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Emerging From the Shadows – Spelman College

Audrey Forbes Manley, M.D., is a former student, activist alumna,
trustee, and widow of a former Spelman College president. Now she’s in
charge, but after more than a year in office, some observers still
don’t know what she’s about.

They called it an inauguration, but it was ore like a coronation.
After a relationship with Spelman College that dates back to 1950,
Audrey Forbes Manley, M.D., was officially installed Oct. 31, as the
college’s eighth and first alumna president.

Rarely has a higher education president been as intricately linked
to a college as Manley. Her April 1997 appointment capped an
affiliation with Spelman that has seen her wear many hats — including
those of student, activist alumna, trustee, and first lady. When she
was married to long-time Spelman President Dr. Albert Manley, his
encouragement was instrumental in her participation on important
committees for the school.

And although she has held such key positions as Acting Surgeon
General in the Clinton administration, Manley say’s she feels like, “I
never really left Spelman and I think Dr. Albert Manley had a lot to do
with that.”

Albert Manley, Spelman’s president from 1953 until 1976, died in April 1997. The two were married in 1970.

This was the third time Manley was asked to consider the
presidency. On two previous occasions she demurred, saying she wanted
to devote more time to her medical career.

“Everything was right this time,” Manley says. “I talked to the
search committee and the more I heard, the more I realized that this is
something I should consider seriously and that was an opportunity to
make a contribution to my alma mater. It would come full circle, but I
was coming home with a lot.”

But her late husband’s isn’t the only shadow from which she has to
emerge. Manley replaced the popular Dr. Johnnetta Cole as Spelman’s
president. During her 10-year tenure, Cole raised the national profile
of Spelman, as well as a record $114 million in a capital campaign.

And now, after a year at the helm of Spelman, some are questioning
Manley’s leadership style in the aftermath of an almost-complete
turnover among senior administrators.

In the days leading up to her inauguration, Manley seemed very
relaxed. Standing on the porch of her on-campus home, Reynolds Cottage,
the bright sun accentuates her reddish-brown hair and girlish freckles.
Her softblue, Spelman-colors suit is a stark contrast to the Navy blue
uniform she wore as the Acting U.S. Surgeon General.

In a span of about five minutes, Manley notes how beautiful the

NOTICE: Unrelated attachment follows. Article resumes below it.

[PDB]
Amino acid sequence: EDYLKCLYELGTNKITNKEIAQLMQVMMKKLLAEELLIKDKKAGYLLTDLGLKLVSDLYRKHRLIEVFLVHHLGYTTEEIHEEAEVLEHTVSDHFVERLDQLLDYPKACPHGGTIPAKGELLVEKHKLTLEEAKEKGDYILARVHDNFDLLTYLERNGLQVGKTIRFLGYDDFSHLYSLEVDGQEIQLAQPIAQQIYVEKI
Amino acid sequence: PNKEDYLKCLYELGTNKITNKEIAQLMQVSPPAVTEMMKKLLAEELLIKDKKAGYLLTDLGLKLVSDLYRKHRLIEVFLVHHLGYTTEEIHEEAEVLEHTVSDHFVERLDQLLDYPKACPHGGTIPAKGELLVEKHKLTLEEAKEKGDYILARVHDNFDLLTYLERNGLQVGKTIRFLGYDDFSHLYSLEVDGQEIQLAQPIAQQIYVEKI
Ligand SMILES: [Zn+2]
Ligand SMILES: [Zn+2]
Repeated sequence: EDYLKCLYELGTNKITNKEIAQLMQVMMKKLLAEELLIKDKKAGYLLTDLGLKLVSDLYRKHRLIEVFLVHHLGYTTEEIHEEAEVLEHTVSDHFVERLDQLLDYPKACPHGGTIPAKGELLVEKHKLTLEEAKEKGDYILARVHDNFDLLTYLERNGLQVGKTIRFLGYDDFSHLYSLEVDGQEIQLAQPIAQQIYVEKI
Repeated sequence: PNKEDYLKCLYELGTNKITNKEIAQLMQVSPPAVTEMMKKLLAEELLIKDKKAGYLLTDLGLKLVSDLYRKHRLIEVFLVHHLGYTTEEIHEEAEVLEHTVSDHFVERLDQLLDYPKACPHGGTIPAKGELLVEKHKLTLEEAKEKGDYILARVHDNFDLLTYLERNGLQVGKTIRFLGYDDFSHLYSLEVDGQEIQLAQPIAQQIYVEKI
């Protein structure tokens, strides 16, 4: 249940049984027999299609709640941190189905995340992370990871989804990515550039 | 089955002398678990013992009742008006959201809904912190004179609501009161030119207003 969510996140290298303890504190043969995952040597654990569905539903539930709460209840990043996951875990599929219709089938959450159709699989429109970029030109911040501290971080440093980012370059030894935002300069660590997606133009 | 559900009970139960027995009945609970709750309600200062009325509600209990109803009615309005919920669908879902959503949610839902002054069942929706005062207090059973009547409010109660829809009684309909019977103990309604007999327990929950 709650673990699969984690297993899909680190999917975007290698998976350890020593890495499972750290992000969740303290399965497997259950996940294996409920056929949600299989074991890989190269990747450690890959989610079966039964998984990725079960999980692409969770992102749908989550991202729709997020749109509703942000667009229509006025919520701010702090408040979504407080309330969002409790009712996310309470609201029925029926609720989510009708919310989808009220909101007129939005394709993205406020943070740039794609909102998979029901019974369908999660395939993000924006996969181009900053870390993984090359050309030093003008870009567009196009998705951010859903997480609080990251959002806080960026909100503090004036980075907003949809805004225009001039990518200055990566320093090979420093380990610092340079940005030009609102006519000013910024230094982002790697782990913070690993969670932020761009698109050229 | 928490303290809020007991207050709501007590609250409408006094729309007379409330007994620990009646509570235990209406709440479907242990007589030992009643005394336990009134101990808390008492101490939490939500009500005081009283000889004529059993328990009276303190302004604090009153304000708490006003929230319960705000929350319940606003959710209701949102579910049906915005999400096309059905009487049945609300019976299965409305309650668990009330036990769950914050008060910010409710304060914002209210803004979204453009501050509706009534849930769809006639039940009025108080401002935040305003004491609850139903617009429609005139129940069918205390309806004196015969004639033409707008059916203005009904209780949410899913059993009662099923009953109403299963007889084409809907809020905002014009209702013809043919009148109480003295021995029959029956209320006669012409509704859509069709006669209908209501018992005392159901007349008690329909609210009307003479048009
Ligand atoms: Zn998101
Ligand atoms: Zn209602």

flowers on campus arc, addresses campus workers by name, and implores
staff members to tell jokes. As a group of students walk by and wave,
she gives the push-it-up gesture, so popular among college students.

“She is very professional and cares a lot about Spelman,” says
Marci Smith, a 21-year-old music major. “She is going to take this
college to new and better heights.”

A Lifetime’s Preparation

Manley’s ongoing relationship with Spelman began in 1950, when,
while still a high school senior in Jackson, Miss., she heard the
Spelman Glee Club sing.

“I knew then that this was the place for me,” she recalled.

The following year, Manley enrolled at Spelman on a voice
scholarship. When she graduated in 1955, she embarked on a career in
medicine, receiving her medical degree from Meharry Medical College.

Manley’s 30-year medical career includes several key leadership
positions in the U.S. Public Health Service — including being named
the first African American woman Assistant Surgeon General. During her
tenure in the federal government, she established the Office of
Minority Health in the U.S. Department of Health and Human Services,
and headed a federal task force that rescued Meharry from the brink of

“We are very excited about her being our first alumna president,”
says Pearline Davis, president of the National Alumnae Association of
Spelman College. “We think that her whole life has been in preparation
for this.”

Founded in 1881, Spelman, a historically Black all-women’s college,
anchors the six-school Atlanta University Center and consistently ranks
among the country’s best liberal arts colleges. This year’s freshman
class has an average SAT score of 1,106, well above the national
average. The alumni rolls include the likes of Marian Wright Edelman,
founder of the Children’s Defense Fund, and Pulitzer Prize-winning
author Alice Walker.

While well known to the Black community, Spelman skyrocketed to
national prominence under Cole, who attracted a $20 million gift from
Camille and Bill Cosby. When she retired as Spelman’s president in
1997, there was a great deal of interest in who among the 125
applicants would be named president. Cole now teaches at nearby Emory

Manley, was ultimately chosen from a group of finalists that
included Dr. Claudia Mitchell-Kernan, vice-chancellor for academic
affairs at the University of California-Los Angeles, and attorney Hazel
O’Leary, the Secretary of Energy during President Bill Clinton’s first
term (See Black Issues, April 3, 1997). O’Leary eventually dropped out
of consideration for the Spelman job.

“I certainly think [Manley] wasted no time picking up the ball and
moving ahead,” says Dr. June Gary Hopps, dean of the Graduate School of
Social Work at Boston College and chair of the Spelman board of
trustees. “She is very goal oriented and assertive. We have been
fortunate to have good leadership in the past and good leadership now.”

Manley says one of the keys to her presidency will be developing a
master plan for the college that will carry the institution well into
the next century.

“A major contribution that I would like to make is that we know
where Spelman College is 50 years from now, so no matter who is